I’ve seen a lot of people say that SSDs eliminate the need to defragment your hard drive. And, these people almost made me second guess myself… almost.
While it is true that SSDs eliminate one reason to defrag, and that reason is that hard drives must waste time moving across platters and physical sectors of the drive. This process is made worse if a file exists in several locations on the drive.
But, as Raxco Software outlined on their blog, that’s only half the story. Essentially, Windows (and Mac does this too), transfers files between locations on the drive. It does so with things called data blocks and erase blocks. These are larger than sectors, because they’re basically the fields for which the data is allocated to be moved to, and the area that needs to be erased.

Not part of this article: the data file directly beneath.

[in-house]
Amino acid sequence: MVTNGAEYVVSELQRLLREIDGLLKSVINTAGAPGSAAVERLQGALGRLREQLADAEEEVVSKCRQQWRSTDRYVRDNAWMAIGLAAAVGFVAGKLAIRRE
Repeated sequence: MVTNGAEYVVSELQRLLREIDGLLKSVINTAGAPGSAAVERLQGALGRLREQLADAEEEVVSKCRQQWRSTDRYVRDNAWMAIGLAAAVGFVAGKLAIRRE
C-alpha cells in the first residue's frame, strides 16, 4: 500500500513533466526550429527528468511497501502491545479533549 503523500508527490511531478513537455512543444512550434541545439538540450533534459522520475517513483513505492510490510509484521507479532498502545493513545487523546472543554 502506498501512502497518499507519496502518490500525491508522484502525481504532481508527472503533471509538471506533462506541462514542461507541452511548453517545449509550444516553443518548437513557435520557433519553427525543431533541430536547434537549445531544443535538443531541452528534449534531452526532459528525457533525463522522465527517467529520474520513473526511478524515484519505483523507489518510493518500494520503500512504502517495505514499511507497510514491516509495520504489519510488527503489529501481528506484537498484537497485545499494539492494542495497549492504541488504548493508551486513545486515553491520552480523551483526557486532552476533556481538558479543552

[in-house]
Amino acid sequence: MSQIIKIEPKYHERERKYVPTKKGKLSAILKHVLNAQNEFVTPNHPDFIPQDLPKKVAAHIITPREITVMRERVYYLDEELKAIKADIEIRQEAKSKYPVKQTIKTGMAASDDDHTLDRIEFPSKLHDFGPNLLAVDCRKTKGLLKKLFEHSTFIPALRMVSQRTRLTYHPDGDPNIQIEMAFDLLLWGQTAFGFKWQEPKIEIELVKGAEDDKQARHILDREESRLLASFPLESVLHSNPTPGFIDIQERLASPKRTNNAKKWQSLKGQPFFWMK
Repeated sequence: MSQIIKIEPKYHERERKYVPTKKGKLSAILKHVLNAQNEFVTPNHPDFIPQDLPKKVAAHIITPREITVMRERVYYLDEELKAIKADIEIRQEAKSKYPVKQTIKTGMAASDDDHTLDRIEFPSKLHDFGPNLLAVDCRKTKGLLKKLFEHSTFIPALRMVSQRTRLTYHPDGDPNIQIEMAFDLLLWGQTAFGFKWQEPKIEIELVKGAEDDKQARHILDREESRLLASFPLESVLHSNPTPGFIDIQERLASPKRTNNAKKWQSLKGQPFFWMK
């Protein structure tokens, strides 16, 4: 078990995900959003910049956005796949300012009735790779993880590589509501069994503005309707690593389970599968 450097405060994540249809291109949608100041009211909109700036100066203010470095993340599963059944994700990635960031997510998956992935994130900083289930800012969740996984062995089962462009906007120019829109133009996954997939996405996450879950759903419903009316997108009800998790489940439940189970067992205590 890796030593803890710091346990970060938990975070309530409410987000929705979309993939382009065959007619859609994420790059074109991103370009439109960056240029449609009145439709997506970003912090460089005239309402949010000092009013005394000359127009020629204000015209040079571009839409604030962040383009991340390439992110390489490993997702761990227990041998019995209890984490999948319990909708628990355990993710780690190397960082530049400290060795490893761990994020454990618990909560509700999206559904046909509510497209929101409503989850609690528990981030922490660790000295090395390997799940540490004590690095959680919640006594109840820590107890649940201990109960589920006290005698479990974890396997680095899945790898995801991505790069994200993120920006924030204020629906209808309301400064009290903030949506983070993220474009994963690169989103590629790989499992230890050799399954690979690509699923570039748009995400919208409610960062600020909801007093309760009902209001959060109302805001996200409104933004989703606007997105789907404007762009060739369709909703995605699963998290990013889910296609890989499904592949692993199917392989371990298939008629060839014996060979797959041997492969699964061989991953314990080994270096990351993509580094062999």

Well, if a file is fragmented, you’ve got a lot more data blocks, and a lot more erase blocks. So, the SSD has to receive several more requests to edit, move, change the file. That means more I/O activity, and more work.
Bottom line: You may want to defrag less frequently with an SSD, but you probably will still want to do it.